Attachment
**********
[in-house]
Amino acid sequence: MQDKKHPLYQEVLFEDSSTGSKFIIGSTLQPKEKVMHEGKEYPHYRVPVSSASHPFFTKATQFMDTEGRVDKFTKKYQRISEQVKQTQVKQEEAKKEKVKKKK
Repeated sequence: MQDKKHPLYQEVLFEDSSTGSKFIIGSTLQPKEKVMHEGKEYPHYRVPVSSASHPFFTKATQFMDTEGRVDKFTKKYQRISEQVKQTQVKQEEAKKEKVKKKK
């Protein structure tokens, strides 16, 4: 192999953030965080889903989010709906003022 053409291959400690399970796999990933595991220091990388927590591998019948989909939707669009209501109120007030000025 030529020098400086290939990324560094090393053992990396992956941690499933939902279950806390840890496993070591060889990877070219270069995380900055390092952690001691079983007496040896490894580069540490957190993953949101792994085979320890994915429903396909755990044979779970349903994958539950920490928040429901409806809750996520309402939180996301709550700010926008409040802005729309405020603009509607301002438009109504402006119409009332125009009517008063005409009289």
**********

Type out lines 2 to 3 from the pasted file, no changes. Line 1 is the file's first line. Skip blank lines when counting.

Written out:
Amino acid sequence: MQDKKHPLYQEVLFEDSSTGSKFIIGSTLQPKEKVMHEGKEYPHYRVPVSSASHPFFTKATQFMDTEGRVDKFTKKYQRISEQVKQTQVKQEEAKKEKVKKKK
Repeated sequence: MQDKKHPLYQEVLFEDSSTGSKFIIGSTLQPKEKVMHEGKEYPHYRVPVSSASHPFFTKATQFMDTEGRVDKFTKKYQRISEQVKQTQVKQEEAKKEKVKKKK